Restaurant for sale in Estepona
- Built190 m2
Excelente oportunidad de negocio. Con 196 m2. Cocina muy amplia y totalmente equipada. Zona de Restauración consolidada desde hace unos 20 años. Muy buena zona en una de las entradas al pueblo de Estepona. Zona para aparcar. Terraza. Aire acondicionado. Salida de humos, todo acondicionado y dispuesto para comenzar a trabajar. Zona con gran potencial de negocio.
Restaurant, Estepona, Costa del Sol.
Built 196 m², Terrace 40 m².
Setting : Town, Commercial Area, Village, Close To Port, Close To Shops, Close To Sea, Close To Schools.
Condition : Excellent.
Views : Urban, Street.
Features : Covered Terrace, Near Transport, Satellite TV, ADSL / WIFI, Disabled Access, Bar, Restaurant On Site, Courtesy Bus.
Furniture : Fully Furnished.
Kitchen : Fully Fitted.
Parking : Street.
Utilities : Electricity, Drinkable Water, Telephone, Gas.
Category : Investment.
- Area Info: Estepona Guide
Striking Cultural Mix
Quite tangibly Spanish, Estepona is at the same time surprisingly sedate. The approach to Estepona from the east is all dramatic twisty roads, luxurious hotels and sumptuous beach clubs, while its backdrop is highlighted by one of the coast’s tallest and most striking mountains – a crimson red, perfectly conical mound of rock that glimmers in the sunlight at the heart of the Sierra Bermeja and really draws the eye.
Even if you turn your attentions toward Estepona as you drive past, the distant silhouette of Gibraltar in one direction, or the awe-inspiring sweep of the northern Costa del Sol in the other, instantly grabs your eye. Fronting a wide, sweeping beach that stretches the length of the town, Estepona's charming boulevards, beautiful plazas and inescapably Spanish atmosphere act as a breath of fresh air.
In recent years the municipality has also promoted itself as the “Garden of the Costa del Sol”, transforming the historic centre with a beautification project that has involved adorning walls with murals, planting one million flowers, bedecking streets with hanging flower pots and undertaking a significant pedestrianisation of the streets – as well as opening a stunning Orchidarium.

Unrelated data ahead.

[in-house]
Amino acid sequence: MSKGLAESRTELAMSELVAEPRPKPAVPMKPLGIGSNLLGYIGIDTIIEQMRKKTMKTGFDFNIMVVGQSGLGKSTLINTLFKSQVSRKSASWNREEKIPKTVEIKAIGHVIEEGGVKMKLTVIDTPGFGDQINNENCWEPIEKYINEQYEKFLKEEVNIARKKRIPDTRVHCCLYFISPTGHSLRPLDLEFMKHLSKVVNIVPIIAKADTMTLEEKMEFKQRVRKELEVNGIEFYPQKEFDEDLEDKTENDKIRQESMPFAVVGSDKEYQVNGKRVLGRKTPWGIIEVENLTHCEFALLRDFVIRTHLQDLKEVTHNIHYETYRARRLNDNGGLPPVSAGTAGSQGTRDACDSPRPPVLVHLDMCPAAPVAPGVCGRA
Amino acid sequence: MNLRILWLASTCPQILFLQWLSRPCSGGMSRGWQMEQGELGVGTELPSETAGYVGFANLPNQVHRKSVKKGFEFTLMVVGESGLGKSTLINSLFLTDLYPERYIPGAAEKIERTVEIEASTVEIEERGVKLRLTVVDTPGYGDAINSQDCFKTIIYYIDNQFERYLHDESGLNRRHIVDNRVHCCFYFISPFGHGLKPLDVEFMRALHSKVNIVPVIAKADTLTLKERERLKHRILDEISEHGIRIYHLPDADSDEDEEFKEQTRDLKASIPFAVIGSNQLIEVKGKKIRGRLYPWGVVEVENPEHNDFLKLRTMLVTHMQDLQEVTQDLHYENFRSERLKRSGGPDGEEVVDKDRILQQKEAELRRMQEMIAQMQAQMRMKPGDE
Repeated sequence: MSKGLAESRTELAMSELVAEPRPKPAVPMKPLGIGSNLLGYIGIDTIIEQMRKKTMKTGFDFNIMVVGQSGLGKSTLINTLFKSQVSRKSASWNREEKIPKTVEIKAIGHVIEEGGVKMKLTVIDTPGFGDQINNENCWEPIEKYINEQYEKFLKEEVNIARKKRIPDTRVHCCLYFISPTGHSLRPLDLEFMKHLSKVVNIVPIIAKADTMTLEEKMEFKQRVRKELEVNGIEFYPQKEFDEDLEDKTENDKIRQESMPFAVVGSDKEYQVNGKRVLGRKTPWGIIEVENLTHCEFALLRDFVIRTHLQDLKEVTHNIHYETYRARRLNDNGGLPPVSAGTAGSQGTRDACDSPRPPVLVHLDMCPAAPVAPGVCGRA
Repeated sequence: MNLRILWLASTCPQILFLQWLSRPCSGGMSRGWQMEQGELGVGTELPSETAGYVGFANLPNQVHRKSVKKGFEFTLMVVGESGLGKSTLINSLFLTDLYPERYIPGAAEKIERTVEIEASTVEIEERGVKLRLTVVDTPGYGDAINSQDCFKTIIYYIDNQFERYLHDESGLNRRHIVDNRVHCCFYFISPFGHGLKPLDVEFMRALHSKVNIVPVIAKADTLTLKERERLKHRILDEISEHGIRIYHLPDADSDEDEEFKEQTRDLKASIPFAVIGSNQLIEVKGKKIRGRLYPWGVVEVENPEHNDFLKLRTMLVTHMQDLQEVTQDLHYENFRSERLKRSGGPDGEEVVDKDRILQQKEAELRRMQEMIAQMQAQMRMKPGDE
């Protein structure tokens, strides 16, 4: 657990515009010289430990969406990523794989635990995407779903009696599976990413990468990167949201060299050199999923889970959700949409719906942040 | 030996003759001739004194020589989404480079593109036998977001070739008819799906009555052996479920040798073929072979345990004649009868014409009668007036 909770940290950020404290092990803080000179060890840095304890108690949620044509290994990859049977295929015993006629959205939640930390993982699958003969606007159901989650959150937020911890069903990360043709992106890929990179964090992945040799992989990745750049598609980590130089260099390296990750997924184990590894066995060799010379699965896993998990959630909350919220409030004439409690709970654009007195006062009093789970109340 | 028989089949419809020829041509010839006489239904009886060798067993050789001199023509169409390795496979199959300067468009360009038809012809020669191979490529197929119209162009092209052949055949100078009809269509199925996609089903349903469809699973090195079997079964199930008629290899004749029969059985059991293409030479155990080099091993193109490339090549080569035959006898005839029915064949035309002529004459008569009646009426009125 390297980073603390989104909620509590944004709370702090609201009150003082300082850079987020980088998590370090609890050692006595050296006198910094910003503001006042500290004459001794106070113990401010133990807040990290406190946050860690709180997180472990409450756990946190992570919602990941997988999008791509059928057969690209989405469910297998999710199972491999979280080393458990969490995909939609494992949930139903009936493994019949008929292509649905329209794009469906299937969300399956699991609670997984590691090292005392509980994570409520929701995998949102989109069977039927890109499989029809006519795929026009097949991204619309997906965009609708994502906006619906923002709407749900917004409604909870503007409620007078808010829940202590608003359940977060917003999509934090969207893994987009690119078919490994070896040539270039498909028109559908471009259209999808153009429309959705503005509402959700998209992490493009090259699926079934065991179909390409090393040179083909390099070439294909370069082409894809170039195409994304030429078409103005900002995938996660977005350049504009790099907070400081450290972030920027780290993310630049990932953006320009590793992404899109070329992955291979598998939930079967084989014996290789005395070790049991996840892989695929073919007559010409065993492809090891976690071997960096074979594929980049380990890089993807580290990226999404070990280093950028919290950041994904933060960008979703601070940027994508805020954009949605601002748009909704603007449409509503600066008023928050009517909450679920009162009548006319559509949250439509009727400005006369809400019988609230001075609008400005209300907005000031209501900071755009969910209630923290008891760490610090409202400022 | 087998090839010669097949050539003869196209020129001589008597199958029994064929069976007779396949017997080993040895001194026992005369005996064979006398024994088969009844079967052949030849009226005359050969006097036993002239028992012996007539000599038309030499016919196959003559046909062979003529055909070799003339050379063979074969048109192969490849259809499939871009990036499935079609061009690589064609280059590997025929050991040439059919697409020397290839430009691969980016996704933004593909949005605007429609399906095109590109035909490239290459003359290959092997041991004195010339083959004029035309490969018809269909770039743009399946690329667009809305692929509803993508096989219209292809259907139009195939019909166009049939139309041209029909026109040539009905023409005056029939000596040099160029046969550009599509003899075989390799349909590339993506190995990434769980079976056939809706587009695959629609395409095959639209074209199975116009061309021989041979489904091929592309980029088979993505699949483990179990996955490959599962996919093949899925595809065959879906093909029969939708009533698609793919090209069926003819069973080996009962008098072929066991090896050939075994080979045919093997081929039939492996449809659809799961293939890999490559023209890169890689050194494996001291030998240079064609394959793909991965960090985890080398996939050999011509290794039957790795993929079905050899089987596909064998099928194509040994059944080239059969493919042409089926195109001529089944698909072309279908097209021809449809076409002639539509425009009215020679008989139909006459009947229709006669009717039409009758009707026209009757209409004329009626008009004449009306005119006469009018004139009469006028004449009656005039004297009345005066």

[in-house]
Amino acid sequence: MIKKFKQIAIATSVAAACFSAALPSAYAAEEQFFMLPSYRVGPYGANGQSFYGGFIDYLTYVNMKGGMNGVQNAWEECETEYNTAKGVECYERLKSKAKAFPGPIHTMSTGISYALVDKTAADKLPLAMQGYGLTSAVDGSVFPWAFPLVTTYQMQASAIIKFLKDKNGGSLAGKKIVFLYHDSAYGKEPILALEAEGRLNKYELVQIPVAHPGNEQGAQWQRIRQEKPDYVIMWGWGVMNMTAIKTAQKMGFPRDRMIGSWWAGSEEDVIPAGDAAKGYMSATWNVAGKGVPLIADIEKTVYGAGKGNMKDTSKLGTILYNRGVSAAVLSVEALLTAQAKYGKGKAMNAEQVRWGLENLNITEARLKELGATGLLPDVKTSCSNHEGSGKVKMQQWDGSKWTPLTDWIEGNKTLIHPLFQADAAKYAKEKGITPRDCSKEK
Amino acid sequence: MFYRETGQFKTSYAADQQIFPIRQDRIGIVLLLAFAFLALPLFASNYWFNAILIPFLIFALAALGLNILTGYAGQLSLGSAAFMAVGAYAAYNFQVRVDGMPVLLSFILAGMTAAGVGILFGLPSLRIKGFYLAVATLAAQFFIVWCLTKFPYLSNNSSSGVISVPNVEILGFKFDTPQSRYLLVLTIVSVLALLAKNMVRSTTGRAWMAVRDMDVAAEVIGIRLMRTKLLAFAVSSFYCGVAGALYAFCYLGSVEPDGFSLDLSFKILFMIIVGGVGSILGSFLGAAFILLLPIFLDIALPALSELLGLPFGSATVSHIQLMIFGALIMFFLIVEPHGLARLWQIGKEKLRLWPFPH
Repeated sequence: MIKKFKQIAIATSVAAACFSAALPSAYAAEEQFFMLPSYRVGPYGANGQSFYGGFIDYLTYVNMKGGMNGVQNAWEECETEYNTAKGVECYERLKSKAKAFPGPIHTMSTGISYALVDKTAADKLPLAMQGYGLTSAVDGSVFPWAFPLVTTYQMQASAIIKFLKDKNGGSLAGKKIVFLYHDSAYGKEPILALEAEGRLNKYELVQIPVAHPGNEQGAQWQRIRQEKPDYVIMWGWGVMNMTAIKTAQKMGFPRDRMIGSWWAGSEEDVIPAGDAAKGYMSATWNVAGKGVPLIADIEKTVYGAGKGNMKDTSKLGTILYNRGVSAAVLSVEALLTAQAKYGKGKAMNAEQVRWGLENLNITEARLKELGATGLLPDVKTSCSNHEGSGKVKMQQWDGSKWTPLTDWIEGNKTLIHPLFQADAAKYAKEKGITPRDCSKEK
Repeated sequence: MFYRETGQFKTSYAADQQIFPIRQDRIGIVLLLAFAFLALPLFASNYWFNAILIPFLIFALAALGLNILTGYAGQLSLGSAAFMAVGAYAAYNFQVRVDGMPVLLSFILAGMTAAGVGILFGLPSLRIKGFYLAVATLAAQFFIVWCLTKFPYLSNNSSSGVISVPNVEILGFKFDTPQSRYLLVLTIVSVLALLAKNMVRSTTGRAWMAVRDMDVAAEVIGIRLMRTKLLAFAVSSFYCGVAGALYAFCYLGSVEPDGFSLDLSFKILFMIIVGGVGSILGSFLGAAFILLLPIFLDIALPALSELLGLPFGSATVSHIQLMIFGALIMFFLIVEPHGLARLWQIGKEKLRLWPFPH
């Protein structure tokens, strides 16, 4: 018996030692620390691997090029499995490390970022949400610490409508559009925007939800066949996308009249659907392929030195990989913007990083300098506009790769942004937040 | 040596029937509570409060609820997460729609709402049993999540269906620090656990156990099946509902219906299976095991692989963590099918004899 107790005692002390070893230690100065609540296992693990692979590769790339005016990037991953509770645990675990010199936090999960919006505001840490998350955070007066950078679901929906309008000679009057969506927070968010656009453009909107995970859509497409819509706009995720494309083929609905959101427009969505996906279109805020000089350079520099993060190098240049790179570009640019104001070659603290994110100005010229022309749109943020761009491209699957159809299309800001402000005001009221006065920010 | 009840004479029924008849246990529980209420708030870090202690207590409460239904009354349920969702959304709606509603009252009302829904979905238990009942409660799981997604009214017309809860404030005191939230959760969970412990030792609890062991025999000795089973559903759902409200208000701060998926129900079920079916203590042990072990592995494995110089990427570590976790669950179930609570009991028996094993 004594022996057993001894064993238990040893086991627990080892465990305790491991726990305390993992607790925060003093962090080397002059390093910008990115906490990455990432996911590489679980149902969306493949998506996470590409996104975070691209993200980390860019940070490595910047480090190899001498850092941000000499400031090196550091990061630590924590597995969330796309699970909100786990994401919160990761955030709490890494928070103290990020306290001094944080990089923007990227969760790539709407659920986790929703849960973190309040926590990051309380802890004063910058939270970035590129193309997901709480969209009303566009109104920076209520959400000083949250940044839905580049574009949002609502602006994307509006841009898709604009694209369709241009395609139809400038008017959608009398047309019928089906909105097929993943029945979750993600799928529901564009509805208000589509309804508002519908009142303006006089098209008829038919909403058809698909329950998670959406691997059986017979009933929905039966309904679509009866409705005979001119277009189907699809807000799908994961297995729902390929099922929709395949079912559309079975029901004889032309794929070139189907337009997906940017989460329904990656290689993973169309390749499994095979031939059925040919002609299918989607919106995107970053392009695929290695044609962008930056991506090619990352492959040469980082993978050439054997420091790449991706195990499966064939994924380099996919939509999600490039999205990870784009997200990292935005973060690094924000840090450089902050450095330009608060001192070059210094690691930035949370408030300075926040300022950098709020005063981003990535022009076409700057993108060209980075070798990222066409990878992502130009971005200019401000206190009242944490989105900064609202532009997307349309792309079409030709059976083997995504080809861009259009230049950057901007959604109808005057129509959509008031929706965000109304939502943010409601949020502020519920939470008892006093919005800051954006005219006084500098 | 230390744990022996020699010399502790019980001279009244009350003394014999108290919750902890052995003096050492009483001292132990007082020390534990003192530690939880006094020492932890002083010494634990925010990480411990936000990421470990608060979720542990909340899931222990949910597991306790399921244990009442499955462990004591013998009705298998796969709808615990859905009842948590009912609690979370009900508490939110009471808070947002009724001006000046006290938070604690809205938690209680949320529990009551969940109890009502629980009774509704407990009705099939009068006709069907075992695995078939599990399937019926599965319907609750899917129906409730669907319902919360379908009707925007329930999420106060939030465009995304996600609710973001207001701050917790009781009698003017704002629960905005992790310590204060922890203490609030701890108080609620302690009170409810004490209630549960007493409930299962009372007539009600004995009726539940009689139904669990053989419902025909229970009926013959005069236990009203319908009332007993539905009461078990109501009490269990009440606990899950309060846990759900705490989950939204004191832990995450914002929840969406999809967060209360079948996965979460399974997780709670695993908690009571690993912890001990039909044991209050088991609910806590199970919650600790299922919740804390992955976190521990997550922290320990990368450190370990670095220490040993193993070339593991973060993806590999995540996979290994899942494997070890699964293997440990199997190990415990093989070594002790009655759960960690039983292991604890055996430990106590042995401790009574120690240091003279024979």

The town is a former fishing village that has grown organically over centuries, rather than rapidly over decades. As a result, it has a settled air to it: a laidback sense of contentment, a thriving business hub, a fully-functioning industrial network and a major fishing harbour.
Day-Time Pursuits and Evening Pleasures
Every Sunday morning, throughout the year, the colourful local market takes over the harbour and its surrounding streets and alleys. While the same market can be found in Marbella on Mondays, San Pedro on Thursdays and Nueva Andalucía on Saturday mornings, Estepona is essentially its spiritual home.
For many expats, it is the only time they visit the resort. Sure, they could visit one closer to their home, but there's something about the Estepona version that is so much more alluring. While not quite the tumultuous organised chaos of a Marrakesh market or an Istanbul bazaar, the sights, smells and sounds of Estepona's market make for a highly enjoyable experience – a wonderful assault on the senses.
The gleaming promenade offers secure and convenient underground parking, adding a touch of modern-day efficiency to this most chilled-out of Spanish towns. The eastern and western outskirts of the municipality are markedly different. To the east – which is closer to Marbella and the more robust “heart' of the Costa del Sol – there is a surfer-style beach and the chic Laguna Village beach club and shopping centre, as well as the Selwo Aventura animal park; while the more remote western fringe is home to the fishing harbour, tapas bars, flamenco bars, residential towers and (further outside town) golf courses.
The difference is quite striking, yet Estepona is comfortable with both. Convenient, friendly and delivering a great mix of Spanish culture and international influences, Estepona has it all. The central plaza, in the heart of the old town, is perhaps its most appealing attraction, where a strong coffee, a good book and a pair of sunglasses are all you need for a perfect day.
Estepona is home to a good number of late-night clubs and bars. Residents rarely feel the need to travel to Marbella or Puerto Banús for their evening entertainment, which is a testament to the impressive variety on offer in the heart of Estepona. While most establishments are quite Spanish, there are inviting “expat”-style bars complete with snooker tables, karaoke nights and all the trappings of “home”.
Eating out in Estepona is highly affordable and immensely enjoyable. The town has some of the area's finest fish and seafood restaurants at the harbour, which is also a great spot for an evening stroll and a quiet drink with friends. In the main plaza, patrons of the numerous bodegas, tapas bars and cafés that ring the square converge into one happy and peaceful mass each weekend, lending the town a jovial charm.